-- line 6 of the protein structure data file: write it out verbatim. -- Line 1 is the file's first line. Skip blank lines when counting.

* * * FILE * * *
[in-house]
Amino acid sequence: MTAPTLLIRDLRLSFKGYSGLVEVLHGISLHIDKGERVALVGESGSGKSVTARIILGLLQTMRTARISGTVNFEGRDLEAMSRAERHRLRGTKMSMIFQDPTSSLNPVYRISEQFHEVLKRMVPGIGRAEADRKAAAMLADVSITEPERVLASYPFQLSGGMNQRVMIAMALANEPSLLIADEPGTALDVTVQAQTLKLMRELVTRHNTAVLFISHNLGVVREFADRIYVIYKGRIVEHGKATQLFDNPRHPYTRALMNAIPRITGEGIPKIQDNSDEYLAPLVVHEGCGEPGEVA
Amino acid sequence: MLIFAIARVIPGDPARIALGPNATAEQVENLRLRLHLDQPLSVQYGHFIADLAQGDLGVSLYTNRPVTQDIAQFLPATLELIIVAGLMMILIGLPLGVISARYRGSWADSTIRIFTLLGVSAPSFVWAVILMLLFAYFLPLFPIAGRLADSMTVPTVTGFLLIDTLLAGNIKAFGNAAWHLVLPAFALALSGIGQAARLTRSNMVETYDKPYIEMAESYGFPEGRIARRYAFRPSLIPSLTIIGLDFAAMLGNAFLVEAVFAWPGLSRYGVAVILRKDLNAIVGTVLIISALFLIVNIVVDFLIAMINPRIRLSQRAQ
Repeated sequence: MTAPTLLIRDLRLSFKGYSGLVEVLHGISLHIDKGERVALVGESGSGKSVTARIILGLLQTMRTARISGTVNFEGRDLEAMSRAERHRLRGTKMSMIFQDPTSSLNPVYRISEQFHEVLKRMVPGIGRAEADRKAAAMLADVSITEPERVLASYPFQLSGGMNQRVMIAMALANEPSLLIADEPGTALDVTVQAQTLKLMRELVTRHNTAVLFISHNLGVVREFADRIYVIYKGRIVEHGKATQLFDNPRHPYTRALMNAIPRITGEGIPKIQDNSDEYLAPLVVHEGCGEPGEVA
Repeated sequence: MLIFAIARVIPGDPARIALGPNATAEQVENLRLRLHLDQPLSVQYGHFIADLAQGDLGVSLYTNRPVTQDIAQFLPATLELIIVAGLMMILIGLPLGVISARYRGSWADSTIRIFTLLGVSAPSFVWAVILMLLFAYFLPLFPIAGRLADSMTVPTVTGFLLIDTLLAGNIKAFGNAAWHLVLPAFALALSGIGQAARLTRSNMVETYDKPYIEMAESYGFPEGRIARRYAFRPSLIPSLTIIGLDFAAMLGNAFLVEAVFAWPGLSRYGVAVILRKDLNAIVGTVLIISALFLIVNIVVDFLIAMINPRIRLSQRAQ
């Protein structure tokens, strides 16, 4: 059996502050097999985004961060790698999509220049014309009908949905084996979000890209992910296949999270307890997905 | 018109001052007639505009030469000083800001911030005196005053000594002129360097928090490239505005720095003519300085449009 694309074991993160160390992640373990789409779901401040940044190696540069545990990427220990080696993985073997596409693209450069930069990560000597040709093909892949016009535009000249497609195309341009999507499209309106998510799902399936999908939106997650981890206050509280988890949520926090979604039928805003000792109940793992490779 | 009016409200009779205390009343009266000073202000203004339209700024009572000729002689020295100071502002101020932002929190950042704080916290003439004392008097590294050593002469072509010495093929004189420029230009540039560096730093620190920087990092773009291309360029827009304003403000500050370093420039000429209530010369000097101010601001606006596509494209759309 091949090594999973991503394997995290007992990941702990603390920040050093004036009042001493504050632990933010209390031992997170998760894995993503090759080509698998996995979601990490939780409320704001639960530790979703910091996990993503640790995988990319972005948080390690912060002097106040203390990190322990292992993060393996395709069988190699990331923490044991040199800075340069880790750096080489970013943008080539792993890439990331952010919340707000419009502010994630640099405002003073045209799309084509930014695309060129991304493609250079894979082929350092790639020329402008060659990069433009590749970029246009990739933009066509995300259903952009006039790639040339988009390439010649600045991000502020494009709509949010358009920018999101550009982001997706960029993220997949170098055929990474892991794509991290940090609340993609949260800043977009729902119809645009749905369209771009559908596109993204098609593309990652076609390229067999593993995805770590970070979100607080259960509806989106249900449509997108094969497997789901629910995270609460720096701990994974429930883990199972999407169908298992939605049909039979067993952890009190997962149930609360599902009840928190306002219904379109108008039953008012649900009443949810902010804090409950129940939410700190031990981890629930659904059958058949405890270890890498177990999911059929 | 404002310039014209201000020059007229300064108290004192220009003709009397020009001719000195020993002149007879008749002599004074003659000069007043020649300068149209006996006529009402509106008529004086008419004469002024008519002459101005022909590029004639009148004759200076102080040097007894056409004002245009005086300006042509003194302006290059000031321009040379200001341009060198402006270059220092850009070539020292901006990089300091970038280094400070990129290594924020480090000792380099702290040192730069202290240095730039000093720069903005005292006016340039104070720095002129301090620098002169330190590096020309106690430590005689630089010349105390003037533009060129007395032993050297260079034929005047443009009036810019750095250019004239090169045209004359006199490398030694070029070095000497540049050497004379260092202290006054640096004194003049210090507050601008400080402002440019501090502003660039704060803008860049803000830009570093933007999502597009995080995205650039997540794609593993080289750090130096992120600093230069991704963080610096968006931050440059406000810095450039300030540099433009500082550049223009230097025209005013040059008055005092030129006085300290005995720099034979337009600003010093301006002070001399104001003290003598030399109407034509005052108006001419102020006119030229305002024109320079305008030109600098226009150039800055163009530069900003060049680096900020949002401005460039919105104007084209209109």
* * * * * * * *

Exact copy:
């Protein structure tokens, strides 16, 4: 059996502050097999985004961060790698999509220049014309009908949905084996979000890209992910296949999270307890997905 | 018109001052007639505009030469000083800001911030005196005053000594002129360097928090490239505005720095003519300085449009 694309074991993160160390992640373990789409779901401040940044190696540069545990990427220990080696993985073997596409693209450069930069990560000597040709093909892949016009535009000249497609195309341009999507499209309106998510799902399936999908939106997650981890206050509280988890949520926090979604039928805003000792109940793992490779 | 009016409200009779205390009343009266000073202000203004339209700024009572000729002689020295100071502002101020932002929190950042704080916290003439004392008097590294050593002469072509010495093929004189420029230009540039560096730093620190920087990092773009291309360029827009304003403000500050370093420039000429209530010369000097101010601001606006596509494209759309 091949090594999973991503394997995290007992990941702990603390920040050093004036009042001493504050632990933010209390031992997170998760894995993503090759080509698998996995979601990490939780409320704001639960530790979703910091996990993503640790995988990319972005948080390690912060002097106040203390990190322990292992993060393996395709069988190699990331923490044991040199800075340069880790750096080489970013943008080539792993890439990331952010919340707000419009502010994630640099405002003073045209799309084509930014695309060129991304493609250079894979082929350092790639020329402008060659990069433009590749970029246009990739933009066509995300259903952009006039790639040339988009390439010649600045991000502020494009709509949010358009920018999101550009982001997706960029993220997949170098055929990474892991794509991290940090609340993609949260800043977009729902119809645009749905369209771009559908596109993204098609593309990652076609390229067999593993995805770590970070979100607080259960509806989106249900449509997108094969497997789901629910995270609460720096701990994974429930883990199972999407169908298992939605049909039979067993952890009190997962149930609360599902009840928190306002219904379109108008039953008012649900009443949810902010804090409950129940939410700190031990981890629930659904059958058949405890270890890498177990999911059929 | 404002310039014209201000020059007229300064108290004192220009003709009397020009001719000195020993002149007879008749002599004074003659000069007043020649300068149209006996006529009402509106008529004086008419004469002024008519002459101005022909590029004639009148004759200076102080040097007894056409004002245009005086300006042509003194302006290059000031321009040379200001341009060198402006270059220092850009070539020292901006990089300091970038280094400070990129290594924020480090000792380099702290040192730069202290240095730039000093720069903005005292006016340039104070720095002129301090620098002169330190590096020309106690430590005689630089010349105390003037533009060129007395032993050297260079034929005047443009009036810019750095250019004239090169045209004359006199490398030694070029070095000497540049050497004379260092202290006054640096004194003049210090507050601008400080402002440019501090502003660039704060803008860049803000830009570093933007999502597009995080995205650039997540794609593993080289750090130096992120600093230069991704963080610096968006931050440059406000810095450039300030540099433009500082550049223009230097025209005013040059008055005092030129006085300290005995720099034979337009600003010093301006002070001399104001003290003598030399109407034509005052108006001419102020006119030229305002024109320079305008030109600098226009150039800055163009530069900003060049680096900020949002401005460039919105104007084209209109």